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Wednesday, August 31, 2005

Internet Shaming Redux: The Case of the Stolen Cell Phone

Cellphoneshame2A story from Wired describes the latest Internet shaming episode:

A New York stock clerk who had his camera phone swiped from his car this month says he was able to peer into the life of the gadget's new owner. The thief evidently didn't realize the copious photos and videos he was taking with the hot phone were accessible through a web account. . . .

Because the camera phone can only hold a limited number of images, Sprint lets subscribers upload photos from the device to a web account. "I decided to go and check out the web space and see if there were any pictures uploaded to it, and he had taken almost 40 pictures and five movies and uploaded them all," says Clennan [the theft victim].

Most of the images show the same young man, flexing for the camera in various states of dress, kissing a young woman, posing with apparent friends and family members, and generally having a good time with a new toy.

When Clennan checked the account's e-mail outbox, he found the new owner had forwarded some of the photos to a particular Yahoo e-mail account.

Clennan sent his own message: "Like to steal cell phones and use them to take pics of yourself and make videos.... HA! (G)uess what pal ... (I) have every pic you took and the videos. I will be plastering the town with pics of your face."

The article continues:

Far from chastised, the man fired back a taunting one-line note, apparently with his own name in the header, dropping the name of a woman Clennan had been dating, and who'd sent text messages to the stolen phone.

Clennan retaliated by posting the story and some of the photos to a Long Island web board, where it immediately began gathering the kind of interest that accumulates to photo-driven internet phenomena like the Korean Dog Poop Girl and the New York subway flasher.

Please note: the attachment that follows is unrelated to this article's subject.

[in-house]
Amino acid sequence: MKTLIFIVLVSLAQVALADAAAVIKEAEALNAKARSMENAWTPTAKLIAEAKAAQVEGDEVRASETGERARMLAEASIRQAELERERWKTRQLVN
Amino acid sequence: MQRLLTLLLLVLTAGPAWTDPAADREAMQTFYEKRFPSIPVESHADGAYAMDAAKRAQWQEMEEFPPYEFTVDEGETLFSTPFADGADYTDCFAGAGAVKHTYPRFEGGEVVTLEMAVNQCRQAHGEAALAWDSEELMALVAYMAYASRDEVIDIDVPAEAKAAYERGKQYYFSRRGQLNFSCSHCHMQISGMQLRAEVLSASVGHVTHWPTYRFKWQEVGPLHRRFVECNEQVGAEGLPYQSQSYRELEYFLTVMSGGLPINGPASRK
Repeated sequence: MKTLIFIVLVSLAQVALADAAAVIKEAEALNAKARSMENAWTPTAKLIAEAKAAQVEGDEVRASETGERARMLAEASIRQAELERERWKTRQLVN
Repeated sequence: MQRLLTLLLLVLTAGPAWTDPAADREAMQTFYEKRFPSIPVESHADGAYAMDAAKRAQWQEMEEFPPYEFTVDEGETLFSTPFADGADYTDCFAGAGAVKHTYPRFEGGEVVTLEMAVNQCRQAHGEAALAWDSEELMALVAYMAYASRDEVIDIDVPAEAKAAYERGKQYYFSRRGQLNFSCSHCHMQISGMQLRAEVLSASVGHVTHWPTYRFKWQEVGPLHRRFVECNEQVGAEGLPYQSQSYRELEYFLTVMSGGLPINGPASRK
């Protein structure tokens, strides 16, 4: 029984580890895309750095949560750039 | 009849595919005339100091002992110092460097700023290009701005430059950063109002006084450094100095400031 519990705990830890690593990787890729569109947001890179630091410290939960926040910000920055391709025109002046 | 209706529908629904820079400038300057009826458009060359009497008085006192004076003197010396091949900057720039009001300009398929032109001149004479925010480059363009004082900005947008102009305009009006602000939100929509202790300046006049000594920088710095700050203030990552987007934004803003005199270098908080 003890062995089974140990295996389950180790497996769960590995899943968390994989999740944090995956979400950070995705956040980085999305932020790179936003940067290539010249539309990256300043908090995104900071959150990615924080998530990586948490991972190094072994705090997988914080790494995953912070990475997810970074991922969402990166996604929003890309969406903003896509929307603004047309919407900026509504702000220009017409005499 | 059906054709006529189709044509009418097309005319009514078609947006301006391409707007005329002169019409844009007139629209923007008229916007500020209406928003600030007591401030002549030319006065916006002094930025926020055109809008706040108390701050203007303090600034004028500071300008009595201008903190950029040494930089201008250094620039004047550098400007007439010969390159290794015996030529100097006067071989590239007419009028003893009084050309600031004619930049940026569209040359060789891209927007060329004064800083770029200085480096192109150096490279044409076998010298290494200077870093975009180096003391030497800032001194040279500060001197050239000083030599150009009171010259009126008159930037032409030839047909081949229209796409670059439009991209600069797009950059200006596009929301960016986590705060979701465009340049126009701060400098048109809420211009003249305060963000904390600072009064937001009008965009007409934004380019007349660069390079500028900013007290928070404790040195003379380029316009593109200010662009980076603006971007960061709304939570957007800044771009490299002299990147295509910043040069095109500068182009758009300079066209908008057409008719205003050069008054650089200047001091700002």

Urged on by netizens, Clennan says he finally took the trove of evidence to the Suffolk County, New York, police last week, and they're considering filing petty theft charges in the case. "The detective actually laughed," says Clennan. . . .

Contacted by e-mail, the camera phone's new owner told Wired News he didn't steal the device, but merely found it on a street corner. The young man says he's 16 years old, and Wired News has elected not to report his name.

The case provides another instance of Internet shaming to discuss and debate.   In recent posts, I've been critical of Internet shaming.  One of the problems with this incident is that the facts are still unsettled about how the teenager acquired the camera. 

In this case, the theft victim placed online many pictures of the person -- as well as images of other people who appeared in the pictures.  These pictures were then copied by netizens, morphed into "Wanted" posters, and plastered about the Internet.  I've included an example in this post, but have blocked out the person's face and name, both of which appear in the original version.  I checked the website where the theft victim placed the photos and here's his latest update:

[EDIT]
THE PICTURES HAVE BEEN REMOVED TO PROTECT THE PRIVACY OF MINORS. WHEN I FIRST POSTED THIS STORY I DID NOT REALISE THE PERSONS IN QUESTION ARE MINORS. I ENCOURAGE ALL OTHERS WITH PHOTOS OF THESE PEOPLE TO DELETE THEM FROM THEIR WEBSITES AS WELL. [EDIT]

The pictures, however, still float around the Internet.  Despite the theft victim's change of heart, it's too late to take the pictures back. 

Posted by Daniel Solove on August 31, 2005 at 01:44 AM in Daniel Solove, Information and Technology | Permalink

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Comments